Tibetan buddhist Temple
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Tibetan Buddhist Art furniture & Antiques from the monasteries of the Ser Shong (Golden Valley)
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C500.08 Reading desk or Altar Table

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Tibetan Furniture Buddhist Altar table
Tibetan Furniture Buddhist Altar table
Tibetan Furniture Buddhist Altar table
front view
left side

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Exceptional art work on this reading desk. The design elements of this desk were used as the inspiration for most of the other 20th century desks and the art work is masterful. The Tibetan monastic furniture and art is usually done by a workshop group of a master and his students, this piece appears to have been done by only the most advanced in the group and used as the model for all those that followed. The front and side supports are not done in the usual kyungbur, the apron is done in the kyungbur. The colors are brilliant. The top has a 5 clawed summer dragon, the front support has an offering bowl filled with Cintamani. The sides have a most unique Zipak. This is a portable altar table and is also used as a reading desk. It was used by a high lama to read and teach the Tibetan Buddhist scriptures. The end supports pivot underneath the table top (the entire end boad/support) and then the front support (the entire board with the offering bowl, cintamani etc.) pivots over the top of the two end supports into a cavity that is under the top. We have just a handful of these old portable altars/reading desks. The gold work is 24kt gold. The back is open to allow room for the reader's crossed legs to fit underneath so the reader does not have to bend forward and strain the back. Comes with a Certificate of Authenticity brush signed by a monk at the Sange monastery.

Age: approx 1900
Dimensions (overall)    H=12" W=30.4" D=13.5"  (all measurements + or - .25") 


item #C500.08 Price $1485.00, plus shipping: ~EAST COAST $74.00 ~MIDWEST $65.00 ~MTN STATES $59.00 ~WEST COAST $52.00; other destinations, contact us  for a quote.     


The top has a most Auspicious 5-clawed summer dragon. Unlike its demonic European counterpart, the Tibetan dragon is a creature of great creative power; a positive icon, representing the strong male yang principle of heaven, change, energy, wealth and creativity. Dragons are shape shifters, able to transform at will, from as small as the silkworm to a giant that fills the entire sky. Dragons are depicted in one of two colors, green or brown.  The green, or azure dragon of Buddhism ascends into the sky at the spring equinox; it represents the light's increasing power in springtime and the easterly direction of the sunrise. The brown dragon is the autumn equinox, when it descends into a deep pool, encasing itself in mud until the next spring, but its spirit is still with the practitioner bringing wealth and health. The pearls, or jewels clutched in the claws of the dragon represent wisdom and health. The dragon can control the weather by squeezing the jewels to produce dew, rain or even downpours when clutched tightly. The dragon is the vehicle of Vairochana, the white Buddha of the center or the east.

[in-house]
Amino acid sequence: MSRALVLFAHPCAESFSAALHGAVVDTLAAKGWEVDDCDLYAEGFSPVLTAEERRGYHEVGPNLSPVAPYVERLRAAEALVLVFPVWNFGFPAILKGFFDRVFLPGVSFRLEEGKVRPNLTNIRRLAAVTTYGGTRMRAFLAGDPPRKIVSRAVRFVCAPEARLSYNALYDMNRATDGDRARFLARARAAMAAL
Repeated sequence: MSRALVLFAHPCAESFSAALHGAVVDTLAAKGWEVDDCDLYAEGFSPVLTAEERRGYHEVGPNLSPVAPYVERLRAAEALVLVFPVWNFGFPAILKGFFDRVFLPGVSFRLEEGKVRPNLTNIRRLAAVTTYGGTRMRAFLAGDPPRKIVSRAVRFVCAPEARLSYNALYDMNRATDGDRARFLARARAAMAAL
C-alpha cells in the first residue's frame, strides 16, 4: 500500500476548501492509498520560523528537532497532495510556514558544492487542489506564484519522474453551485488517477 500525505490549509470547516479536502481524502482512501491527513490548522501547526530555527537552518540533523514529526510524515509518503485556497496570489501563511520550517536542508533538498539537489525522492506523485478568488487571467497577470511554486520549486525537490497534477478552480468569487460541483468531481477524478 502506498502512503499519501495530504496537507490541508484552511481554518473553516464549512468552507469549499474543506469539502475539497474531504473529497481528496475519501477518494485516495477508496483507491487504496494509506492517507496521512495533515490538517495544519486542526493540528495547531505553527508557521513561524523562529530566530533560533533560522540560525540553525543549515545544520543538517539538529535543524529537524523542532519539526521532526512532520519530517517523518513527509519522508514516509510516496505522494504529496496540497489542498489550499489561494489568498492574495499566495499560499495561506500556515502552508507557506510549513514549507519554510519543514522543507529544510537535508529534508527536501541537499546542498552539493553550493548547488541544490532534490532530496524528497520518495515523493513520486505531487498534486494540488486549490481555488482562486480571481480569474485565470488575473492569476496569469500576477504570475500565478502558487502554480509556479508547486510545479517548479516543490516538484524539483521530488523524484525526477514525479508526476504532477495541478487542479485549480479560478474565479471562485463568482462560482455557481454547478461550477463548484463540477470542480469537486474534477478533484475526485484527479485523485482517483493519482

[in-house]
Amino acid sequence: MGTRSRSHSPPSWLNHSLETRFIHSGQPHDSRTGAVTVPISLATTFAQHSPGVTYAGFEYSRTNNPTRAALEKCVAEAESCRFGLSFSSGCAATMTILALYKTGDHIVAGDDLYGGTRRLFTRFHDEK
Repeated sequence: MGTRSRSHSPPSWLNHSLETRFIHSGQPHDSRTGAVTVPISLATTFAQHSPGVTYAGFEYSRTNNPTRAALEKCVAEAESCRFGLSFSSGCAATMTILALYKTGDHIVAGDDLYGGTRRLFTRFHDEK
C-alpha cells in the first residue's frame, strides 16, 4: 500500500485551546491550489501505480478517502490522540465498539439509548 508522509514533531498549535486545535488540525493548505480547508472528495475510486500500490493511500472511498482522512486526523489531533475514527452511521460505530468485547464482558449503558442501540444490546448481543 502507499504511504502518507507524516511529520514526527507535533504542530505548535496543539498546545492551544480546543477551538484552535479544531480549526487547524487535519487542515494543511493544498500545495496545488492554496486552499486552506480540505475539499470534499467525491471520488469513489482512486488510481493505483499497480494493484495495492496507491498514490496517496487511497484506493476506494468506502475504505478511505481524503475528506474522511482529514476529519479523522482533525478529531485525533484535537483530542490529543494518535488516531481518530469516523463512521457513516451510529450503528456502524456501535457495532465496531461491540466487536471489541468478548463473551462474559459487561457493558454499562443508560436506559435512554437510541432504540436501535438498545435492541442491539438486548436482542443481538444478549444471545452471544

The ends have Zeeba or Zipak (Tibetan) The Zipak originates in a Shaivite legend from the Shandha Purana.  Shiva created a demon called Jalandhara from the blaze of his third eye.  Jalandhara assumed great power and desired an incestuous relationship with Parvati, the consort of Shiva and Jalandhara's adoptive mother.  Jalandhara persuaded Rahu, one of his demonic friends, to demand Parvati's favor.  When Shiva got wind of this, he was understandably outraged, so his third eye blazed again, thereby creating the Zeeba, who made a beeline to devour Rahu.  Rahu decided that Zeeba was going to eat him bones and all and begged Shiva for mercy; whereupon, Shiva offered forgiveness and called off Zeeba.  Because Zeeba had not had anything to eat since coming into the world and had been deprived of his only prey, he turned on himself and devoured his own body until only the head and hands remained.  Shiva was very pleased with his handiwork and invited Zeeba to remain as the guardian to his door.   Since then, he has become a reminder of the consequences of gluttony and greed and also stands as a guardian of practitioners.  Zeeba's fingers point to his missing body to show what can happen when someone is overcome by avarice.

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